Pop culture obsessives writing for the pop culture obsessed.
Pop culture obsessives writing for the pop culture obsessed.

It’s been a good week for games you can just casually play in your web browser and navigate away from with a quickness when your boss heads in your direction. First, there was the text-based Paul McCartney simulator, which saw you recording “Ob-La-Di, Ob-La-Da,” playing a show with Wings, or trapped inside James Corden’s car, depending on which year you chose. Now, you can play a video adaptation of H.P. Lovecraft’s short story “The Rats In The Walls,” but—plot twist!—you play the game as the rats. (You are not in the walls, but that’s a good thing.)

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The Rats In The Walls, an itch.io-hosted game, was created for the 1924 Game Jam, an event celebrating work (literature, music, film, visual art) from 1924 that’s now entering the public domain. (Disclosure: Alex Brechman, the game’s creator, is a former employee of The Onion, and remains a freelance contributor.) In some alternate version of this game, you’d play as Delapore, an American who purchases a possibly cursed piece of ancestral land in England and sets out to explore his new property. Or maybe you’d play as Norrys, friend to Delapore, and you’d spend the game trying to keep him from succumbing to madness and taking up the family pastime (that would be cannibalism).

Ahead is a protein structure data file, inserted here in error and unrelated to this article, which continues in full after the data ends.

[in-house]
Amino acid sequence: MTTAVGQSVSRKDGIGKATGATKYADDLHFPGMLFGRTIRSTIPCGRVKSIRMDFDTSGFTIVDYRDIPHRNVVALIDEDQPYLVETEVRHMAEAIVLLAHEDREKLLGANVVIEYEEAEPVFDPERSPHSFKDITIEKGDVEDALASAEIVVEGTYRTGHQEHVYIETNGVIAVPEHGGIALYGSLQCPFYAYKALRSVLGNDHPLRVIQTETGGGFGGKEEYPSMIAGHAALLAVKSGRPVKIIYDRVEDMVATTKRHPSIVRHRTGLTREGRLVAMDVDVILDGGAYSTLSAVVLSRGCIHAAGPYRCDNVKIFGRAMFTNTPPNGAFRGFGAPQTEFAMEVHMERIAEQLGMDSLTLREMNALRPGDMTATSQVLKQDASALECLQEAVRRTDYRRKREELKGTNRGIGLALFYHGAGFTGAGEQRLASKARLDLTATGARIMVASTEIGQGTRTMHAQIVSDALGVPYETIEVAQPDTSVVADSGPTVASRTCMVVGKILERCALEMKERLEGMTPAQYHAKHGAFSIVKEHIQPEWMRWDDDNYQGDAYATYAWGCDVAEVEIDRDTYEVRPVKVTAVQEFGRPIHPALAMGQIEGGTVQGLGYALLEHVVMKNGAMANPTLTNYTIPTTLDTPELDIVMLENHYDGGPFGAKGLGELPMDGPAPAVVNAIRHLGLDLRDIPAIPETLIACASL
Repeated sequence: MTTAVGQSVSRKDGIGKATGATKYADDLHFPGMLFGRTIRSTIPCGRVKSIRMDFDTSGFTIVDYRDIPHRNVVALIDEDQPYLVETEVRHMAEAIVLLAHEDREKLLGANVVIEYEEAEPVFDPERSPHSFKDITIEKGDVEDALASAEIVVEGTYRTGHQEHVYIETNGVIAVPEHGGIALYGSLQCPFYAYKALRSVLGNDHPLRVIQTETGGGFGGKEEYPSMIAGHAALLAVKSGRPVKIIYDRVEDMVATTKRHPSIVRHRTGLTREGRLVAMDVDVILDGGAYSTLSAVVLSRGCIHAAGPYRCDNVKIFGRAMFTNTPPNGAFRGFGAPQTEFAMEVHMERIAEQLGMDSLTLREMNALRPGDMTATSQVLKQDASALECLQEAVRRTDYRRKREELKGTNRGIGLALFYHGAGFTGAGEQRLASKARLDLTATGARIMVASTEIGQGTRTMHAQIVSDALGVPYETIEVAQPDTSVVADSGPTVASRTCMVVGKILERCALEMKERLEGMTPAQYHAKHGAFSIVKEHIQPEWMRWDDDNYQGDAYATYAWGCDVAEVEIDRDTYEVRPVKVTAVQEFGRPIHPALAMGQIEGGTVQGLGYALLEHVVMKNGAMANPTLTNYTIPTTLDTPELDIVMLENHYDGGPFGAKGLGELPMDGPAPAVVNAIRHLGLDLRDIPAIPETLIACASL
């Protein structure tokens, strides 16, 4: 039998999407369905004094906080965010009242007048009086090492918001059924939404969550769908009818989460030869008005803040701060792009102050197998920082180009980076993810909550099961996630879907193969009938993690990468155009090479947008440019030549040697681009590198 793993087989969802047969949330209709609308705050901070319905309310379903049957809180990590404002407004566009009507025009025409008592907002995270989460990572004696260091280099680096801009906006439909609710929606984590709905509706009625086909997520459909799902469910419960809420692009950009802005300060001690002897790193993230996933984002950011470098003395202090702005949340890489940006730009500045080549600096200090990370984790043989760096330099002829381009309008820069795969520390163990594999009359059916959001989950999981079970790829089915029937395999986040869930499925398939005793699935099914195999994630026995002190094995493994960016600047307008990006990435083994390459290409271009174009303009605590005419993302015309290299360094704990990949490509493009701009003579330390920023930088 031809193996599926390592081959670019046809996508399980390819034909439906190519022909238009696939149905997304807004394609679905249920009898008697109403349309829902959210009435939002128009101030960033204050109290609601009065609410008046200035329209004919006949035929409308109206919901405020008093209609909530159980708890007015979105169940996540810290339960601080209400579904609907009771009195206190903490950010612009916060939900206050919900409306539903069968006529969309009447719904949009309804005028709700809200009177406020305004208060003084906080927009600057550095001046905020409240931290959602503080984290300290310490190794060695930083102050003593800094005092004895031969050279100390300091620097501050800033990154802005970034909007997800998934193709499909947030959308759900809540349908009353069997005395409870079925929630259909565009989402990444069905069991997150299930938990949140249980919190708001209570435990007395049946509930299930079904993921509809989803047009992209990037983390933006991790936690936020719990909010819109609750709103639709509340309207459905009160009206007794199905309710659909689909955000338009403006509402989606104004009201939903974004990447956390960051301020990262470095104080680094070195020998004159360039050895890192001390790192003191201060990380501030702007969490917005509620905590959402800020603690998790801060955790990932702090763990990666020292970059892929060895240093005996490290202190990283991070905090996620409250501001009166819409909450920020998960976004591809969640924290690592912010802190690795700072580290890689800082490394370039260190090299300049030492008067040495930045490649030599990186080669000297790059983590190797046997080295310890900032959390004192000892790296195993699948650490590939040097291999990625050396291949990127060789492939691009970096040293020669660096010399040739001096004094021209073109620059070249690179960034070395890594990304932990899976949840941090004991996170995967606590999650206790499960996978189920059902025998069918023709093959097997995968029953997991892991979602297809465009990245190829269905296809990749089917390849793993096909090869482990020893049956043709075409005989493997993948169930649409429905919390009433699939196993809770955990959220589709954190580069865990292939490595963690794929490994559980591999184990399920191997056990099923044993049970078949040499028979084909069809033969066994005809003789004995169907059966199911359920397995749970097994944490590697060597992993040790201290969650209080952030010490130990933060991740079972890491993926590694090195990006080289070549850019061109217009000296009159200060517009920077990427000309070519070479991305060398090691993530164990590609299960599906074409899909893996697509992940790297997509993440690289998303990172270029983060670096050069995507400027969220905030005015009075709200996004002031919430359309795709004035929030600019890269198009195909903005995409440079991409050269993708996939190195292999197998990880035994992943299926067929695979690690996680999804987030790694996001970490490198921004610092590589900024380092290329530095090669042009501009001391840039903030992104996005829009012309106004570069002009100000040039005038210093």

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Not in this game. The mechanics are tied to the conceit, and both are pretty simple: You are the “probably imaginary rats,” and your job is to drive—as in herd or steer—Delapore into madness by forcing him into three nightmare rooms.

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He runs away from the rats. You are the rats. So, you have to use your power of being the rats to force him to run in the correct direction. It’s simple, in that wait-this-is-a-little-tricky kind of way, it’s also pretty funny, and it’s a clever adaptation of a classic short story. And unlike the source material, it’s not racist! Have fun, and remember to control+tab when someone boss-like is approaching.

Contributor, The A.V. Club and The Takeout. Allison loves television, bourbon, and dramatically overanalyzing social interactions.

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